This is the story of Pacifica, a beautiful world colonized by Earth people generations ago, which is getting along well with digital democracy and balanced gender roles until the Transcendental Science guys demand to set up one of their Institutes on the planet–bringing Pacifica the benefits of their advanced technology but also pulling it into the male-dominated side of the galactic struggle that’s become known as the Pink & Blue War. Before Pacifica’s ruler Carlotta Madigan and her lover Royce Lindblad–who just happens to be Minister of Media–can decide how to spin the situation to Pacifica’s benefit, a spaceship full of Femocrats fakes an emergency landing on Pacifica, and its women infiltrate the society to set up cells of their female-dominant culture, which is then countered by a men’s movement called Bucko Power. This is a fun read but also an interesting take on media saturation, propaganda, gender roles, and ethics.
The Distant Hours by Kate Morton
A letter lost in the mail for fifty years. Three old spinsters living in a castle, guarding the secret of what inspired their late father’s bestselling horror novel. A mother who doesn’t want to tell her daughter what happened when she was evacuated from London during World War II. An old man who won’t give up searching for his long-missing brother. These elements come together into an irresistible puzzle for a young woman who yearns to make sense of it all.
This is a fabulously twisty mystery! I could barely put it down! Many things did not go the way I thought I’d figured out, and I especially appreciate that what appeared to be a hint of incest actually hinted at a situation that isn’t overdone in novels. This is a book to read again every few years, whenever I’ve forgotten just enough of it!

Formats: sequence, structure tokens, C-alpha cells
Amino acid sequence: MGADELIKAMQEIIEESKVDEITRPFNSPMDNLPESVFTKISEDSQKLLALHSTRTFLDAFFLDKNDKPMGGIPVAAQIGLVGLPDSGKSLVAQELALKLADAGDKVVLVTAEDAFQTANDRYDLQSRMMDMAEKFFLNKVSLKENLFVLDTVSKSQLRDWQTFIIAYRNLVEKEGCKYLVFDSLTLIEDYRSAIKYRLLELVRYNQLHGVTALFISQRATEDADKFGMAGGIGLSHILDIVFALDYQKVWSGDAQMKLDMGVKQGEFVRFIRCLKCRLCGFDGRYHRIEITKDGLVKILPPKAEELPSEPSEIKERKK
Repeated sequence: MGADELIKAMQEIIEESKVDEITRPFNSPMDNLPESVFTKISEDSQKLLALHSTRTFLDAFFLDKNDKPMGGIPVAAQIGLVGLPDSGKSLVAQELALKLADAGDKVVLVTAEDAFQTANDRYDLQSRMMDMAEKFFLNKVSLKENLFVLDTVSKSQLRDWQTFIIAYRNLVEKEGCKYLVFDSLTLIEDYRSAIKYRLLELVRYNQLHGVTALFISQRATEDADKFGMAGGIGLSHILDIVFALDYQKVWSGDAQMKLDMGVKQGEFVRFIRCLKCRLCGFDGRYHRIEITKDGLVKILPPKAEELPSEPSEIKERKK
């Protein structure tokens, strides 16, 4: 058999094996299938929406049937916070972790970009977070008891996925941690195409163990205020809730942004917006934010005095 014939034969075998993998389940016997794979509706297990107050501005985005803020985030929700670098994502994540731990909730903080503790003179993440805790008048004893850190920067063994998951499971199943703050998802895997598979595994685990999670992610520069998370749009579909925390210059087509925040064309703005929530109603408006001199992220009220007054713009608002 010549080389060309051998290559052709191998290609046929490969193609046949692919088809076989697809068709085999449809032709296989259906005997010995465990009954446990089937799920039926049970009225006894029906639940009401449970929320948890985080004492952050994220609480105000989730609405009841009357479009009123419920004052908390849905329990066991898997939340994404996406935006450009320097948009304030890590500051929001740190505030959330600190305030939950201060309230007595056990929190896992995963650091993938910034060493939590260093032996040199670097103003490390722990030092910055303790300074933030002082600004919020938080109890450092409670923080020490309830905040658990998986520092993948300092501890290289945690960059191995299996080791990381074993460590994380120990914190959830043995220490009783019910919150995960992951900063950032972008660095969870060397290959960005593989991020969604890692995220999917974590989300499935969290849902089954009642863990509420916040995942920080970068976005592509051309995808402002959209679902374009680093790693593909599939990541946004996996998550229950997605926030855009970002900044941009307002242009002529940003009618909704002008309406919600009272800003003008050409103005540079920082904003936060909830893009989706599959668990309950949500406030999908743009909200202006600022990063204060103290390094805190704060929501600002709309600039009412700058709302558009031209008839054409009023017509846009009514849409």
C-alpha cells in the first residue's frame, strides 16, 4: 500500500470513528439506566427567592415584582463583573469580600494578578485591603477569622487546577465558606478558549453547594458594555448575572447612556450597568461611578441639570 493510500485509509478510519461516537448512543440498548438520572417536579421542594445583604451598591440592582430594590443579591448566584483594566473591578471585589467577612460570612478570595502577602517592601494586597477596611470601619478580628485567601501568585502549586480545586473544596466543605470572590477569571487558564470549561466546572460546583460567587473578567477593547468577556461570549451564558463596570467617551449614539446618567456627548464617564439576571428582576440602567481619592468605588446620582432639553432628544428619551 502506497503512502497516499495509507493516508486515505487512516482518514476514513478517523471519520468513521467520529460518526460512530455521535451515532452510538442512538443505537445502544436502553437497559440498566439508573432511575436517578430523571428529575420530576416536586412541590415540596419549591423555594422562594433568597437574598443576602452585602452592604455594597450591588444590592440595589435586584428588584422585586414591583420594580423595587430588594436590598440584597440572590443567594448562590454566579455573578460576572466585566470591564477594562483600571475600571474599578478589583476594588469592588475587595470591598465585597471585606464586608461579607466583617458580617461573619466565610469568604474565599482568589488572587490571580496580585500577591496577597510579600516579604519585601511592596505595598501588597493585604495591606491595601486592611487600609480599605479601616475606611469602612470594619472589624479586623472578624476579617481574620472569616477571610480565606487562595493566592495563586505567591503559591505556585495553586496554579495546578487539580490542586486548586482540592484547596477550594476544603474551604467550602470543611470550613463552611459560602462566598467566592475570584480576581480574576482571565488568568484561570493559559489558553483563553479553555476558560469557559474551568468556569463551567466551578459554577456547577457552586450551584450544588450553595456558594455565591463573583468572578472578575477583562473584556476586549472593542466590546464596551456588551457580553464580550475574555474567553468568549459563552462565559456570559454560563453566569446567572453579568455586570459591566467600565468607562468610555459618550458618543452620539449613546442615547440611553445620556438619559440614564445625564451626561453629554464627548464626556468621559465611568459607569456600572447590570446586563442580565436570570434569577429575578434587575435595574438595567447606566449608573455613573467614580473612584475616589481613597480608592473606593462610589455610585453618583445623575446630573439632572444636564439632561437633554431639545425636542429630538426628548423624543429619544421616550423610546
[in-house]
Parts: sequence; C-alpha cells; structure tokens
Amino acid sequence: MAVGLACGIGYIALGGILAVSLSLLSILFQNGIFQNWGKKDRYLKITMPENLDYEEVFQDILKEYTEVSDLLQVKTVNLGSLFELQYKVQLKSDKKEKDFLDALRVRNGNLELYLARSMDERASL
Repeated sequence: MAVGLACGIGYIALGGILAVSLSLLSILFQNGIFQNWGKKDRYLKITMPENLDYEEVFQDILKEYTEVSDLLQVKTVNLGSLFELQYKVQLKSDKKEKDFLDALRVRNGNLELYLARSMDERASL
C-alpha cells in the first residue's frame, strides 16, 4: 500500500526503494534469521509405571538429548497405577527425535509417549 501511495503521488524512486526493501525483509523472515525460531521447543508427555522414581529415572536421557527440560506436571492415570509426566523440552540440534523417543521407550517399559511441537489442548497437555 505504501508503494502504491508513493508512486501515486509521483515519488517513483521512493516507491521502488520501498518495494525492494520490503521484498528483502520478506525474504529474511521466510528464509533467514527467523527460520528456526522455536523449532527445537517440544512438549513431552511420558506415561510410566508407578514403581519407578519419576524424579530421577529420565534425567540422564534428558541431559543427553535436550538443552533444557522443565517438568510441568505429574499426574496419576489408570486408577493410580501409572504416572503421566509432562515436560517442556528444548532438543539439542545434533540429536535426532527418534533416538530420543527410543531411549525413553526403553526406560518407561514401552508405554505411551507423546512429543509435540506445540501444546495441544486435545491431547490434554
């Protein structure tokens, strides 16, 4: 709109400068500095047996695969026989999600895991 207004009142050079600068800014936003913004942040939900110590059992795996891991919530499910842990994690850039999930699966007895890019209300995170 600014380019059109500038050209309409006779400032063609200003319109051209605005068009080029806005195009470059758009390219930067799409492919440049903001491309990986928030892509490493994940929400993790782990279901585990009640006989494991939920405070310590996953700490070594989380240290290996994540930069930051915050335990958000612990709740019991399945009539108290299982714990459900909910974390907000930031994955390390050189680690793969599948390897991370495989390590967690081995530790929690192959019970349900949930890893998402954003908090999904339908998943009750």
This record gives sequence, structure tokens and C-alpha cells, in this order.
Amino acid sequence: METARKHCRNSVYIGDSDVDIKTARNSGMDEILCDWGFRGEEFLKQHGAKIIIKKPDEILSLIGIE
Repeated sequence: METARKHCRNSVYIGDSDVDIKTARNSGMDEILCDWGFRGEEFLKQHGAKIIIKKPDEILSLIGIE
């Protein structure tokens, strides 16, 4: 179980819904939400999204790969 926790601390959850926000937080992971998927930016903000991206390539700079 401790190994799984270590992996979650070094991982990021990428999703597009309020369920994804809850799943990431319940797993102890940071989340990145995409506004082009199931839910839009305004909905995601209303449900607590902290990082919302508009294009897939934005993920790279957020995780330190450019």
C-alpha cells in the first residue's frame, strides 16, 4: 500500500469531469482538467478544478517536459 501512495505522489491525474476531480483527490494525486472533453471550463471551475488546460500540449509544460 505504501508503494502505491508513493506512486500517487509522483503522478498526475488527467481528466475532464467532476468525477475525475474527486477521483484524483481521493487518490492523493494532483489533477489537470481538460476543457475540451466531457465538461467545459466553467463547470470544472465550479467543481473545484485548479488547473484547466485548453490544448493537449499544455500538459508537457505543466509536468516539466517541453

Last Call in the City of Bridges by Salvatore Pane
Michael is a Millennial from Scranton now trying to find his way into an adult life in Pittsburgh. On Election Night 2008, he tries to celebrate despite all the things that are wrong in his life, and most of the book is a flashback explaining how earlier that year things were going mostly right, except that underneath it all some big things were wrong, and, well, it’s complicated. In many ways this is the typical first novel about a young adult struggling to grow up, but the details are very specific to Michael’s (and the author’s) exact time and place. Nintendo, Facebook, and some specific Pittsburgh locations play important roles.
I really enjoyed reading a book that’s so consciously set in Pittsburgh–Michael lives in the neighborhood where I live, in fact–and evokes some of the ways Pittsburgh feels to me. Being so familiar made me a bit nitpicky, though, about things like the exact location of his apartment (there simply isn’t any place that is one block from the 61C coffeehouse and seven blocks from the Squirrel Cage!) and the fact that Phipps Conservatory never was “the university greenhouse.” Also, although it was interesting to get inside the head of someone a decade younger than myself and learn about how that informed his perspective on our neighborhood and life in general, I rolled my eyes at some of his ideas and choices–even compared to what I was doing and how I was seeing things when I was 25.
A Pocket Full of Rye by Agatha Christie
Somehow, although I’m a lifelong mystery lover, I had never read anything by Agatha Christie! (I did see a few of the movies on television.) I decided to correct this oversight.
A wealthy businessman in 1950s London suddenly keels over in his office and dies. Someone poisoned his tea. The police find some grains of rye in the pocket of his suit. While they’re trying to investigate, his wife and maid are murdered on the same day. What’s going on here?! The household includes so many suspicious characters that I was kept guessing.